Unsurprisingly, Roger Federer wasn't the happiest man in the world at his post-match press conference after losing to Novak Djokovic.

So when a journalist asked him a poorly-worded question, a cranky Federer was in no mood for forgiveness.

A reporter asked the Swiss how he felt about Djokovic's recent run of dominance - he won three grand slams in 2015 and became the first man in history to reach six Australian Open finals with his victory tonight - and suggested the Serb didn't have to face the same standard of player these days that Federer himself had to contend with back in the mid-2000s when he was considered the best in the world.

Federer was not impressed with the implication that players today aren't as good as they were a decade ago.

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He initially seemed bewildered, looking at the reporter in silence for several seconds before delivering a response.

"You've got to be careful how to phrase the question," a clearly agitated Federer said.
"You don't want to disrespect the other players. You don't have to face them, I've got to face them," he said before calling the query a "stupid question".

The journo clearly wasn't done, asking Djokovic the same question when he fronted the media, but the world No. 1 refused to bite.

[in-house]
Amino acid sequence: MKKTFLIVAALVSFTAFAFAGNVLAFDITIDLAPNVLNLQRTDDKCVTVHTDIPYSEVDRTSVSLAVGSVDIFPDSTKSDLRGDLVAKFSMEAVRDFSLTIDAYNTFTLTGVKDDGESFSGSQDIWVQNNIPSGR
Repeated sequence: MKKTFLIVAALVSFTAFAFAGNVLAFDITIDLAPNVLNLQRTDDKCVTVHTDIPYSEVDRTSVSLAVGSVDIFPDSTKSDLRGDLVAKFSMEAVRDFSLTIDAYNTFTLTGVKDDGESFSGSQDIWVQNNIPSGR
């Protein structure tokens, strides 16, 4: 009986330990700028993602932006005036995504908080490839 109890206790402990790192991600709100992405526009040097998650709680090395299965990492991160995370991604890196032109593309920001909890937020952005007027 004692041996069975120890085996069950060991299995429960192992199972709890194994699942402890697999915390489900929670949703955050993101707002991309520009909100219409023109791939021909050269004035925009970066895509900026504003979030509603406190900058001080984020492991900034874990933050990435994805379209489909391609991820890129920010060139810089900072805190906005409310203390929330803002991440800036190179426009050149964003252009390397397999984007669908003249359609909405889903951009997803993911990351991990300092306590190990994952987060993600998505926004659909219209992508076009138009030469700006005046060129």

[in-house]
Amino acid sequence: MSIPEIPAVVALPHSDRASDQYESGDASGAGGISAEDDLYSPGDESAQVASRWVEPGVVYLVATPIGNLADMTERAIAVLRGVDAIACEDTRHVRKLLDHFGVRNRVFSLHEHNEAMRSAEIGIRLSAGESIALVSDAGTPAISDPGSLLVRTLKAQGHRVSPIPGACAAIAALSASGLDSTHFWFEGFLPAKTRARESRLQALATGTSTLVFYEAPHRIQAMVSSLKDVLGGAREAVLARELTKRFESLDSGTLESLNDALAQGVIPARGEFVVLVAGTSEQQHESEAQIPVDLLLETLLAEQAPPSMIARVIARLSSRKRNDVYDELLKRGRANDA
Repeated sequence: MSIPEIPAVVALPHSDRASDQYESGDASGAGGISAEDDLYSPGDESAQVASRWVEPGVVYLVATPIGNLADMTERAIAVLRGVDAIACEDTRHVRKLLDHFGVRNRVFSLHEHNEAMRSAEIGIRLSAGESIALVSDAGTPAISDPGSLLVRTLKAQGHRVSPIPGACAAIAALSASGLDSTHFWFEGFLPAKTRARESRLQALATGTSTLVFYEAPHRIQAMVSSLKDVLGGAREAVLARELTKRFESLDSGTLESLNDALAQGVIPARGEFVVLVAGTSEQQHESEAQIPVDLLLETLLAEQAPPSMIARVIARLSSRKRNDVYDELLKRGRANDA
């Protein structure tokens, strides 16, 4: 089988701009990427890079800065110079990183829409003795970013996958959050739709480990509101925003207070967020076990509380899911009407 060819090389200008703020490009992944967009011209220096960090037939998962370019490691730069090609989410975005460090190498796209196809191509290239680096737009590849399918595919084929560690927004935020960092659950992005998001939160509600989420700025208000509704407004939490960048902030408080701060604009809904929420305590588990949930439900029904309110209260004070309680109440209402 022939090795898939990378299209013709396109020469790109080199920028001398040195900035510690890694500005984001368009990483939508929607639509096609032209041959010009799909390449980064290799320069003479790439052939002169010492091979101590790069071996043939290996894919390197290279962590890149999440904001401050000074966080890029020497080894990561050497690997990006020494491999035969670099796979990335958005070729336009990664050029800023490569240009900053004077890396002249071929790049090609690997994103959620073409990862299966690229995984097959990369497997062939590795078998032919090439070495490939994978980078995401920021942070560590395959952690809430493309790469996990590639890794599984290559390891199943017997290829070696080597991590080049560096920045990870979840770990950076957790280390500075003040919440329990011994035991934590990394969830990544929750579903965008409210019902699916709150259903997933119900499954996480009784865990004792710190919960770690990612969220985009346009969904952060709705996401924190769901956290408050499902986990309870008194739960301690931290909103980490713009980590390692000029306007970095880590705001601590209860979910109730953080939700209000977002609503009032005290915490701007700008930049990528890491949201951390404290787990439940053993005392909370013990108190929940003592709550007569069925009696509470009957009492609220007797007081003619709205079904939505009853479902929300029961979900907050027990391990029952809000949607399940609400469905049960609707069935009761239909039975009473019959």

Federer enjoyed the support of the Melbourne crowd more-so than Djokovic. Every point the Swiss won was met with deafening noise, while the cheers were noticeably quieter for the Serb.

Djokovic was asked how he felt about Federer receiving the majority of the crowd support, but he handled the question with typical humility.

"I try not to focus on that. I feel like I enjoy a lot of support around the world," he said.
"When I play Roger it's expected ... he's loved and respected around the world. For me it's normal in a way."

Radio Sport commentator Matt Brown on Djokovic dominance

The first two sets of last night's semi final was the most remarkable display I have ever seen on a hard court. Djokovic turned in a master class with mesmerising ground strokes, passing shots, phenomenal serving and a ruthlessness that made Federer look ordinary.

The Swiss was in superb form heading into the match, but Djokovic has taken the game to a new level and he is well on the way to surpassing Federer's Grand Slam record 17 titles. (he has 10 and surely heading for 11 Sunday night) No one can stop him right now on hard courts. Federer was aggressive but Djokovic did everything better to leave the Swiss great dumbfounded.

Federer's quality is such that he was able to fight back in the third set by introducing more variety in his game with slices and deft drop shots to extend the match, but there was still a sense of inevitability in the result.

I can only think of one other match where Federer has been so ruthlessly dispatched, the 2008 French Open final where Rafael Nadal won 6-1, 6-3, 6-0.

For two sets and hour and a half this was strikingly similar. But Federer's quality is such that he was able to fight back in the third set by introducing more variety in his game with slices and deft drop shots to extend the match, but there was still a sense of inevitability in the result.

He's never been as popular as Federer or Rafael Nadal but it's time to acknowledge that Djokovic deserves to be held in the same esteem as his rivals. He now leads the head to head with all his major opponents.

- news.com.au